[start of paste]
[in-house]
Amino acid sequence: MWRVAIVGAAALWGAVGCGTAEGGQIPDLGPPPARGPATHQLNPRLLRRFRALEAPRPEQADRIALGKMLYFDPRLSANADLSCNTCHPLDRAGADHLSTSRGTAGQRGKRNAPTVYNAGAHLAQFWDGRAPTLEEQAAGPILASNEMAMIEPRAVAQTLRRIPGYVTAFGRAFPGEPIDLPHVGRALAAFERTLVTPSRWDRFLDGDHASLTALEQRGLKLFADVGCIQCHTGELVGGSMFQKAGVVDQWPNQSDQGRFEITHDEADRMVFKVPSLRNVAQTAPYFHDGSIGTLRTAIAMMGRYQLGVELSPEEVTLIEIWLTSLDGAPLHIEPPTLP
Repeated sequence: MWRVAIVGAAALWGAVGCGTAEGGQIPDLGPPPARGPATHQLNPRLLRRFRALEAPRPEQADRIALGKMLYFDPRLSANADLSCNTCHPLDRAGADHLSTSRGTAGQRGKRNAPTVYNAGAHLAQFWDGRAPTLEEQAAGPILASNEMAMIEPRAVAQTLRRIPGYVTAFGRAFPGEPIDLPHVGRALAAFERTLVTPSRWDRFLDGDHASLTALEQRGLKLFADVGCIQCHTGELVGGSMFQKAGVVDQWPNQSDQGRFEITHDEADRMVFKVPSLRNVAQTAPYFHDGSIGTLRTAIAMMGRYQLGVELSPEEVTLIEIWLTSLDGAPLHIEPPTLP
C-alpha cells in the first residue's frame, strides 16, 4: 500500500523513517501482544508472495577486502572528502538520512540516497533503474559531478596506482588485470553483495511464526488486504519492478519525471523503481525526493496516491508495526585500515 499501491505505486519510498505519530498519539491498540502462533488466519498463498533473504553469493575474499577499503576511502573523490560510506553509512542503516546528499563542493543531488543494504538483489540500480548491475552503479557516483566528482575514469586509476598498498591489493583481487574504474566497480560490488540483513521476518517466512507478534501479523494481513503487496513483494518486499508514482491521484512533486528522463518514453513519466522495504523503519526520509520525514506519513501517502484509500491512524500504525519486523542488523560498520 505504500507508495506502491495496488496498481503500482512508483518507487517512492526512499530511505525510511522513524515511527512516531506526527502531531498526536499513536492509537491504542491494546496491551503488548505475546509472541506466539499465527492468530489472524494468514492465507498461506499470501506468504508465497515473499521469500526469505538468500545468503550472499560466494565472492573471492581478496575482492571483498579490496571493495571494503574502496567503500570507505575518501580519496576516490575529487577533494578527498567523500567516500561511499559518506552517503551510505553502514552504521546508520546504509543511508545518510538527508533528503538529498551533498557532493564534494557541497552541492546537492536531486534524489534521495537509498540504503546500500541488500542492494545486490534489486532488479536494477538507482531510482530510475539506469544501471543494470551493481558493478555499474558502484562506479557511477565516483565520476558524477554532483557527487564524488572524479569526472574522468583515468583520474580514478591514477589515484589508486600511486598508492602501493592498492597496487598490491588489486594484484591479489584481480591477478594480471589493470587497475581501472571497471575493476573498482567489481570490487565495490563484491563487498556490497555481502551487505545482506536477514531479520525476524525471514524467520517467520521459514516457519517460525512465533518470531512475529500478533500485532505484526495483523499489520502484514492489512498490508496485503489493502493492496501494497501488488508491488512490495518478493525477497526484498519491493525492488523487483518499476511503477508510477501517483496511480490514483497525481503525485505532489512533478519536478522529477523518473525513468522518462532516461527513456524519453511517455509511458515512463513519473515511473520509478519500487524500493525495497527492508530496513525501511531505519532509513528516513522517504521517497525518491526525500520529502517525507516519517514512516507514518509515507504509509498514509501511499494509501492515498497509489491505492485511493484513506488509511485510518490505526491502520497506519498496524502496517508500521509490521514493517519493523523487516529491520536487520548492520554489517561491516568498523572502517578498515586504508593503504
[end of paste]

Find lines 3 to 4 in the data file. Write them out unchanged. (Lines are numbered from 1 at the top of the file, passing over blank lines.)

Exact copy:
Repeated sequence: MWRVAIVGAAALWGAVGCGTAEGGQIPDLGPPPARGPATHQLNPRLLRRFRALEAPRPEQADRIALGKMLYFDPRLSANADLSCNTCHPLDRAGADHLSTSRGTAGQRGKRNAPTVYNAGAHLAQFWDGRAPTLEEQAAGPILASNEMAMIEPRAVAQTLRRIPGYVTAFGRAFPGEPIDLPHVGRALAAFERTLVTPSRWDRFLDGDHASLTALEQRGLKLFADVGCIQCHTGELVGGSMFQKAGVVDQWPNQSDQGRFEITHDEADRMVFKVPSLRNVAQTAPYFHDGSIGTLRTAIAMMGRYQLGVELSPEEVTLIEIWLTSLDGAPLHIEPPTLP
C-alpha cells in the first residue's frame, strides 16, 4: 500500500523513517501482544508472495577486502572528502538520512540516497533503474559531478596506482588485470553483495511464526488486504519492478519525471523503481525526493496516491508495526585500515 499501491505505486519510498505519530498519539491498540502462533488466519498463498533473504553469493575474499577499503576511502573523490560510506553509512542503516546528499563542493543531488543494504538483489540500480548491475552503479557516483566528482575514469586509476598498498591489493583481487574504474566497480560490488540483513521476518517466512507478534501479523494481513503487496513483494518486499508514482491521484512533486528522463518514453513519466522495504523503519526520509520525514506519513501517502484509500491512524500504525519486523542488523560498520 505504500507508495506502491495496488496498481503500482512508483518507487517512492526512499530511505525510511522513524515511527512516531506526527502531531498526536499513536492509537491504542491494546496491551503488548505475546509472541506466539499465527492468530489472524494468514492465507498461506499470501506468504508465497515473499521469500526469505538468500545468503550472499560466494565472492573471492581478496575482492571483498579490496571493495571494503574502496567503500570507505575518501580519496576516490575529487577533494578527498567523500567516500561511499559518506552517503551510505553502514552504521546508520546504509543511508545518510538527508533528503538529498551533498557532493564534494557541497552541492546537492536531486534524489534521495537509498540504503546500500541488500542492494545486490534489486532488479536494477538507482531510482530510475539506469544501471543494470551493481558493478555499474558502484562506479557511477565516483565520476558524477554532483557527487564524488572524479569526472574522468583515468583520474580514478591514477589515484589508486600511486598508492602501493592498492597496487598490491588489486594484484591479489584481480591477478594480471589493470587497475581501472571497471575493476573498482567489481570490487565495490563484491563487498556490497555481502551487505545482506536477514531479520525476524525471514524467520517467520521459514516457519517460525512465533518470531512475529500478533500485532505484526495483523499489520502484514492489512498490508496485503489493502493492496501494497501488488508491488512490495518478493525477497526484498519491493525492488523487483518499476511503477508510477501517483496511480490514483497525481503525485505532489512533478519536478522529477523518473525513468522518462532516461527513456524519453511517455509511458515512463513519473515511473520509478519500487524500493525495497527492508530496513525501511531505519532509513528516513522517504521517497525518491526525500520529502517525507516519517514512516507514518509515507504509509498514509501511499494509501492515498497509489491505492485511493484513506488509511485510518490505526491502520497506519498496524502496517508500521509490521514493517519493523523487516529491520536487520548492520554489517561491516568498523572502517578498515586504508593503504